We are asked to embrace the truth that healing is a 24/7 – 365 day a year – ongoing physical reality rather than an event that happens when we get sick, experience an injury, or are emotionally wounded. We are asked to be kind and compassionate with ourselves, to care for our wounds with love and tenderness, and give our body and mind time to heal. We are asked to go straight to the heart of the matter and change our definition of healing and embrace the idea that physical, emotional, and spiritual healing are all one-in-the-same.
When we realize that our physical body has innate intelligence and consciousness, and our organs and organ systems have intelligence and a consciousness that requires love and care, we automatically begin to embrace authentic healing.
3) What is the difference between daily personal self-care and RADICAL Self Care?
To most of us self-care means we get enough rest, eat healthy foods, exercise regularly, are well groomed, and have regular dental and medical check-ups. Some of us don’t include our deeper emotional or spiritual needs.
Radical Self-Care nourishes the whole person: the intellectual, emotional, spiritual, energetic, intuitive and the physical. Simply stated, Radical Self-Care is an ongoing process and a way of life, not daily activities.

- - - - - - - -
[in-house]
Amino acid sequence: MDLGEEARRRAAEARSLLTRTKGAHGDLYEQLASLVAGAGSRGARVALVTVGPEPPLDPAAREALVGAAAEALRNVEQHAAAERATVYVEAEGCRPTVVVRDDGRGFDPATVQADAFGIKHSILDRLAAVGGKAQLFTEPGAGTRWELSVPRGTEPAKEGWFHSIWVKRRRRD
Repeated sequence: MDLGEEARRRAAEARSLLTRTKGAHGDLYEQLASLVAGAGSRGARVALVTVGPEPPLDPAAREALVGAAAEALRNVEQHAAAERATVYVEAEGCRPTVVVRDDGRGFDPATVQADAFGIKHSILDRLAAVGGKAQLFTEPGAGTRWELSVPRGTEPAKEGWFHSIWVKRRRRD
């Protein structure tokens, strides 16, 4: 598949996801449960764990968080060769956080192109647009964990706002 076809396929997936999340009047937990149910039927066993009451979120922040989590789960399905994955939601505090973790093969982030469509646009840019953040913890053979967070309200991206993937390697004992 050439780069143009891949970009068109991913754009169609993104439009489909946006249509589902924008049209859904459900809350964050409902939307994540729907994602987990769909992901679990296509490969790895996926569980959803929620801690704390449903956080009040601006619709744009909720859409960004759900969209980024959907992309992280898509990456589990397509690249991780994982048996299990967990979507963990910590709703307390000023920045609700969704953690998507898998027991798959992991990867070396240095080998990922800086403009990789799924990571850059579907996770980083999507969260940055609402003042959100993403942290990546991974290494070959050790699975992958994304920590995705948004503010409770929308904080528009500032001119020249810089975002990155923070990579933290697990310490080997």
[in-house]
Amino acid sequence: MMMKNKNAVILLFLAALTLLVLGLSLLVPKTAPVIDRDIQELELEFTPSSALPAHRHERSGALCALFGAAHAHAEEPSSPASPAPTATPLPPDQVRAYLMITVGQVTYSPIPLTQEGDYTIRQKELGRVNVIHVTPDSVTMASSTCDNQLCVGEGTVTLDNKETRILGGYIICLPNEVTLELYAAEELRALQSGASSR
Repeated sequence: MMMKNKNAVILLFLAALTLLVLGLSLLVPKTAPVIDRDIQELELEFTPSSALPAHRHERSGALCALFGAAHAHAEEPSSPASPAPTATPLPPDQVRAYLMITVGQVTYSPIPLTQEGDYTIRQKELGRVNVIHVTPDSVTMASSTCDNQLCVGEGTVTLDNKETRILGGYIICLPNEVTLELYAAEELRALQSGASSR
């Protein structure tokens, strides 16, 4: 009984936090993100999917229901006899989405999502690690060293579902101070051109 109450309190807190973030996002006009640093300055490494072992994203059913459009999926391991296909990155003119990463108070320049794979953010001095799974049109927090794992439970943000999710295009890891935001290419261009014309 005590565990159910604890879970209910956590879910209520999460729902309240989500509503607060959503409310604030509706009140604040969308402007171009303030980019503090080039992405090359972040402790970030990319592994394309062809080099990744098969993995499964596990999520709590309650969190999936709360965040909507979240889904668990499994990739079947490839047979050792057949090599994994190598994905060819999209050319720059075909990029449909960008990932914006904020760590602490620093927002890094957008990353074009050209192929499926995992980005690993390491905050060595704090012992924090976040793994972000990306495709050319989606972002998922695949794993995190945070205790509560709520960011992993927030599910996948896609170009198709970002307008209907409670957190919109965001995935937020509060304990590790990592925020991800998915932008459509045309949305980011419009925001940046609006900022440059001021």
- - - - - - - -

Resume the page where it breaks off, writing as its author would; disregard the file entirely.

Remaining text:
The word radical when used as an adjective means to go to the source or heart of a problem. When you and I use this approach we dig deep within our heart and soul and take action to meet our deepest longings. We make fundamental changes that positively affect our quality of life. We create relaxation, joy, and feelings of health and contentment. Our eyes begin to twinkle and our heart feels warm and cozy because we are emotionally and spiritually full.
4) How do you personally embrace Radical Self Care?
I find nature to be an excellent teacher and role model. The more time I spend with her, the more I learn about co-operation and spiritual unity.
Nature is a powerful and sustaining force. The earth is solid and strong, yet she maintains a free and flowing nature. Animals living in the wild know how to stay alive in the most adverse situations. They live in the moment, don’t hold grudges or seek revenge.
My favorite way to embrace Radical Self-Care to surround myself in nature, quiet my mind, and enjoy life as it is at the moment. I do this through walking and resting meditation and energetic self-care using the information in Nurturing Wellness through Radical Self-Care. At the top of my list are energetic techniques that encourage a deep meditative state of heightened awareness.
An Excerpt: Nurturing Wellnss through Radical Self-Care: A Living in Balance Guide and Workbook: